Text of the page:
|Melanie Phillips is at it again. Not content with mis-interpreting the JPR/Metropolitan report on anti-Semitism, she now steams ahead and gets her knickers in a twist over the MMR vaccine. It seems that spreading scare stories based on made up conclusions and bunk statistics comes naturally to Melanie. This is a fantastic piece by Ben Goldacre about her recent rant.
Whatever you have been told, science is not about certainty. And this creates problems for those health professionals who are charged with interpreting and relating data to the general public. We are expected to refute wholesale misunderstandings, in a popular forum, to people who may well be intelligent but who know nothing of evidence-based medicine, in soundbite format.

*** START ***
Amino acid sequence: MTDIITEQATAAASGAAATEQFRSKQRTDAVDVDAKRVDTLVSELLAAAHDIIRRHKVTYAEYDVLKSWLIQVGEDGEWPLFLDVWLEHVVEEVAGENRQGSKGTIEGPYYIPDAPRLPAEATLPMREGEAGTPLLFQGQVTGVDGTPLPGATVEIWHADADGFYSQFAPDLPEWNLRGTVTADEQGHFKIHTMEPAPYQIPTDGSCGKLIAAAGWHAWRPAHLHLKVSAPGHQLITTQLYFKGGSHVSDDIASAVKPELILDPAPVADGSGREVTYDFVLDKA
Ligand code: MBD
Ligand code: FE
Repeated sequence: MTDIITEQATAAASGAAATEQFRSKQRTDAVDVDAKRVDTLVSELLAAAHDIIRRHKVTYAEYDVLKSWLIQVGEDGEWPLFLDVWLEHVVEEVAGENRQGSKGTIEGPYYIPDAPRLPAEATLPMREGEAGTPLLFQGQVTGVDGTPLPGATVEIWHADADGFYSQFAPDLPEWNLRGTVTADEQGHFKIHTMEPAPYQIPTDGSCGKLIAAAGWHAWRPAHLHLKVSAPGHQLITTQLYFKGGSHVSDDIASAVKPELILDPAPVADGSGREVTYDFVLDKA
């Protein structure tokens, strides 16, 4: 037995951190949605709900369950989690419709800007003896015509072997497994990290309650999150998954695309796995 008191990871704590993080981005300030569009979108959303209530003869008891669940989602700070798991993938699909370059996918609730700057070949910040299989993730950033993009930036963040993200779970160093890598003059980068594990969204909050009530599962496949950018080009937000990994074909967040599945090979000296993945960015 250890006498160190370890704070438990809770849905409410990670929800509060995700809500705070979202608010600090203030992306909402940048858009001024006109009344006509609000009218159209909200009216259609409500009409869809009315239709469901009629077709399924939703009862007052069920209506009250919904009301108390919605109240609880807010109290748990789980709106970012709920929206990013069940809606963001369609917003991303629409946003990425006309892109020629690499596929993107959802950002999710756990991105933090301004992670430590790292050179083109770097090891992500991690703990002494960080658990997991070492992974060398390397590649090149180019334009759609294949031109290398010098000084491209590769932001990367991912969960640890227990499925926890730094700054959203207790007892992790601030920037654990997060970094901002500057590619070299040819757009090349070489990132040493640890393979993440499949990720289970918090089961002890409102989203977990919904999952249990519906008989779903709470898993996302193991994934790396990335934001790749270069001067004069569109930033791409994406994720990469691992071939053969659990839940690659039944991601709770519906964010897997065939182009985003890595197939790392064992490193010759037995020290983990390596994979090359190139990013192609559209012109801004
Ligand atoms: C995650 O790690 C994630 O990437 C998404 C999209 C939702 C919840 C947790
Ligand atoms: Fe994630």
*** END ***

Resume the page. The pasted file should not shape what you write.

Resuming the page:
Read more of this fascinating article here.
Health scares are like toothpaste: they’re easy to squeeze out, but very difficult to get back in the tube. On Monday, for example, Melanie Phillips of the Daily Mail wrote yet another attack on the MMR vaccine. She suggested that the journalists who trusted the new Cochrane review, which shows that MMR is probably safe and not linked to autism, were lazy stooges who took the press release at face value.
The problem is that Phillips seems to misunderstand basic epidemiology. She cites “research data” of highly dubious status and misrepresents what data there is. Her response is a microcosm of the problems that can arise when journalists engage with science.